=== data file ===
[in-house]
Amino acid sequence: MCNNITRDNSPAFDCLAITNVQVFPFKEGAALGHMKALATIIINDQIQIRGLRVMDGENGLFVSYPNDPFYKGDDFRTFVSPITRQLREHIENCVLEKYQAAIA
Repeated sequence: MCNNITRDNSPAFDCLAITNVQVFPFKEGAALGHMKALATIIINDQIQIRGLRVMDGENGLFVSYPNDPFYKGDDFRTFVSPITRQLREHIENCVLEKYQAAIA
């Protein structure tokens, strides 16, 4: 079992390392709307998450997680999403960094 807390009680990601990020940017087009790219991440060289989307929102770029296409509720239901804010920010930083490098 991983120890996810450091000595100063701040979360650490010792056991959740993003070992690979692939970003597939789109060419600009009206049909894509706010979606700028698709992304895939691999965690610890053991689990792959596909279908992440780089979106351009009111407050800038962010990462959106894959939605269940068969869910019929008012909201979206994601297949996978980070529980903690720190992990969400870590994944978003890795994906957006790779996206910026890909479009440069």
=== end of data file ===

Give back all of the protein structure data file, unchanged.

[in-house]
Amino acid sequence: MCNNITRDNSPAFDCLAITNVQVFPFKEGAALGHMKALATIIINDQIQIRGLRVMDGENGLFVSYPNDPFYKGDDFRTFVSPITRQLREHIENCVLEKYQAAIA
Repeated sequence: MCNNITRDNSPAFDCLAITNVQVFPFKEGAALGHMKALATIIINDQIQIRGLRVMDGENGLFVSYPNDPFYKGDDFRTFVSPITRQLREHIENCVLEKYQAAIA
């Protein structure tokens, strides 16, 4: 079992390392709307998450997680999403960094 807390009680990601990020940017087009790219991440060289989307929102770029296409509720239901804010920010930083490098 991983120890996810450091000595100063701040979360650490010792056991959740993003070992690979692939970003597939789109060419600009009206049909894509706010979606700028698709992304895939691999965690610890053991689990792959596909279908992440780089979106351009009111407050800038962010990462959106894959939605269940068969869910019929008012909201979206994601297949996978980070529980903690720190992990969400870590994944978003890795994906957006790779996206910026890909479009440069």